Beware of expecting that you’ll learn everything you need to know from the current owner. You’ll find the current owner essential in introducing you to key contacts within the community and book industry and what’s where in and around the store. Not all bookstore owners have been applying the best practices, updating their computerized management systems (there still are systems out there based on DOS!), claiming publisher co-op (worth thousands of dollars for your marketing efforts), or working to grow their business. This may be especially true for owners who are retiring where practices can be still inefficient and cumbersome based on old technologies. Be careful not to adopt bad habits and outdated routines; a former owner will only know what they know.

Know when it’s time to take the lead. There’s a friendly period where the previous owner is letting go as you are leaning in. It can be an awkward time. How long should that period last? A few weeks working side-by-side usually does it; longer can be problematic. Keep in mind that when previous owners stay on too long, staff members become confused. Who should they ask? Will they offend the previous owner if they ask you a question? Commit to a few weeks together and then proceed ‘as needed’ is our best advice.

When you buy a bookstore, you’re buying a very personal business. Navigate the due diligence process to make sure it’s clear what you are buying, and step in to take a leadership role when you’ve learned the store’s daily routine.

Yesterday was the last day of our five-day workshop retreat dedicated to Owning a Bookstore. This morning, I woke up thinking about all of the smart, creative, inquisitive people who have had the idea of owning a bookstore that “just won’t let go.” From those who intend to buy an existing bookstore to those already thinking about a location, from those who needed to fill in the blanks for writing a business plan to those trying to decide if owning a bookstore was right for them at this time in their lives, everyone contributed a creative spark to the idea of developing a bookstore concept for today’s world.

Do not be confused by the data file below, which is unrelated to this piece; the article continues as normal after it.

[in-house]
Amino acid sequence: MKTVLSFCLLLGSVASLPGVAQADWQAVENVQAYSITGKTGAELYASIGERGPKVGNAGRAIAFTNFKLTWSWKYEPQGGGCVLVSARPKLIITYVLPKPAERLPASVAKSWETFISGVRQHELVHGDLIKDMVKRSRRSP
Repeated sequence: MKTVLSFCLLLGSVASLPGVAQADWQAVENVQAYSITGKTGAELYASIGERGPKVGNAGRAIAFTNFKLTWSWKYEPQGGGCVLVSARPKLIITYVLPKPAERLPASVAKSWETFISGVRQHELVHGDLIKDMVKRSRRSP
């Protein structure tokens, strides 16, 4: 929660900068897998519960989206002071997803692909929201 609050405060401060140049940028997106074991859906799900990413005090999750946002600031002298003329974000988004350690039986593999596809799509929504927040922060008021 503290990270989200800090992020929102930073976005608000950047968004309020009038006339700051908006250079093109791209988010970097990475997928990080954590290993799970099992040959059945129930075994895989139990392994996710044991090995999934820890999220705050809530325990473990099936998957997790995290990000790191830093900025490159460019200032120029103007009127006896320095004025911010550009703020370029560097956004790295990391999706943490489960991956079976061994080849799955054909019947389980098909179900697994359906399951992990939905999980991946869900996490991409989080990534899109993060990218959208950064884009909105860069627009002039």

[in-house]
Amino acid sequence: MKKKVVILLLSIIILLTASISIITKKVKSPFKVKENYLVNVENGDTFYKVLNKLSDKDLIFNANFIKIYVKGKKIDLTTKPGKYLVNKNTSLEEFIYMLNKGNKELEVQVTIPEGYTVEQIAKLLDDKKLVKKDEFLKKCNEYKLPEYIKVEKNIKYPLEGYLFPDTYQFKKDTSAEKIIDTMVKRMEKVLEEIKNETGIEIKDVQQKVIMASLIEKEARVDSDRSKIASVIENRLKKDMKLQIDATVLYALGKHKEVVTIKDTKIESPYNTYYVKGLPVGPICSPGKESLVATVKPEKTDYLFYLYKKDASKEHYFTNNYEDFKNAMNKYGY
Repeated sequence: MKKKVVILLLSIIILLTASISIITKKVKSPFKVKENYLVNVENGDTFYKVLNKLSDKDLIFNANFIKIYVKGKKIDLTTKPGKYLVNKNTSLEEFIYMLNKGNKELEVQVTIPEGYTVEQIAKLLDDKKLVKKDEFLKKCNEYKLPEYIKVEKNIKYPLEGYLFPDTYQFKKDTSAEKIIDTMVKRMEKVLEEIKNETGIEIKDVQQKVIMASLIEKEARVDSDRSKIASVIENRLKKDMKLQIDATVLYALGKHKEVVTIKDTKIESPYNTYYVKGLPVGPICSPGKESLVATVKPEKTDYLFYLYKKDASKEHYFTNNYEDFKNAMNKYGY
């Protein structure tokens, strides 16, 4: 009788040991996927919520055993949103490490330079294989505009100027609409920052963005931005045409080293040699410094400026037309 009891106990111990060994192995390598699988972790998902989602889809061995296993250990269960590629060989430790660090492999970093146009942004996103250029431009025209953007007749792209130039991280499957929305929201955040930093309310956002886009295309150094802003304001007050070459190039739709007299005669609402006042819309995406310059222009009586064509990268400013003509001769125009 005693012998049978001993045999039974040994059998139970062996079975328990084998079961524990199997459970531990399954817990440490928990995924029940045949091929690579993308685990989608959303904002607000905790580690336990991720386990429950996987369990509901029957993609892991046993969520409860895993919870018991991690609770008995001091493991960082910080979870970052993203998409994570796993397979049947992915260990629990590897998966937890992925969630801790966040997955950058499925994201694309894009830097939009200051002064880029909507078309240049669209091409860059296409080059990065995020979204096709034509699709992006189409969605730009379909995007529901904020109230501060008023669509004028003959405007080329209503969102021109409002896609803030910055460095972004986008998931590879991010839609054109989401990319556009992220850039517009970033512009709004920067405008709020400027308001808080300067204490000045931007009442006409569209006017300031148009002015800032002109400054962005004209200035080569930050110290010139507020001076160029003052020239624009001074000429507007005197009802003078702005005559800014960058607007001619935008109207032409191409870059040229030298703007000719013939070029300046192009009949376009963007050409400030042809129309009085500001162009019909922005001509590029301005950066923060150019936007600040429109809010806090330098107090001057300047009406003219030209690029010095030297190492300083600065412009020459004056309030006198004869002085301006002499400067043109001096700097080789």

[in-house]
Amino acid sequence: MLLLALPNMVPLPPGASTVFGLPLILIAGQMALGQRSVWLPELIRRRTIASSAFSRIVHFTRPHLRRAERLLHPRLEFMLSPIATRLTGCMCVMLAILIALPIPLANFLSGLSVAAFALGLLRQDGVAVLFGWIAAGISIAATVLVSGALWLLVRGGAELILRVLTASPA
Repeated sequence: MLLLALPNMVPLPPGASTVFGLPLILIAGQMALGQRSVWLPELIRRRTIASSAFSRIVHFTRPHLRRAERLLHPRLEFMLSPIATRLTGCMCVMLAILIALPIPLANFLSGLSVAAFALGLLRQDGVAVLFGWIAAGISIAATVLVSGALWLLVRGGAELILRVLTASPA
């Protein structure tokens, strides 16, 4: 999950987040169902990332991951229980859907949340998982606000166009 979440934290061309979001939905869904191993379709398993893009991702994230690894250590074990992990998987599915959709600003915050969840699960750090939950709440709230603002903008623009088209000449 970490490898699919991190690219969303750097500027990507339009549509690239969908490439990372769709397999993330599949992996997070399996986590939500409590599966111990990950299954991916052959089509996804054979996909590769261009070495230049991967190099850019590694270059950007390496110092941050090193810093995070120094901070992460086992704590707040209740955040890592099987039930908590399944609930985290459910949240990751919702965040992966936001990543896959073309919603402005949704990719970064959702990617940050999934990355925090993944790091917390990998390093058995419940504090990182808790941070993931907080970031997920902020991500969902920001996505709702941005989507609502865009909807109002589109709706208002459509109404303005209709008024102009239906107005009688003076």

Learn how to open a bookstore

Spring graduates of Owning a Bookstore: The Business Essentials

Book people are quite amazing, but many have never worked in retail store let alone own a retail business. Together, we immerse ourselves in the details of bookstore retail management, weave in the realities of the marketplace, examine human needs and behavior, identify the opportunities for a bookstore, develop strategies around our own communities and leave with insights on how to manage and grow this new business.

What was true for someone new to retail management and new to the book industry turned out to even be true for someone who had spent seven years working in a bookstore. In an email this morning, one tenured bookseller who came to consider opening her own store wrote, “I can’t get over all the information we received and think it’s the only way to go if you are considering opening a bookstore.”

If you’ve had a desire to own a bookstore that “just won’t let go,” know you are in good company. Because of the investment and skills required, be careful. Do your due diligence. Study and learn about best practices instead of acquiring outdated routines and habits. Take your time and plan to succeed in what could be a wonderful new chapter in your own life.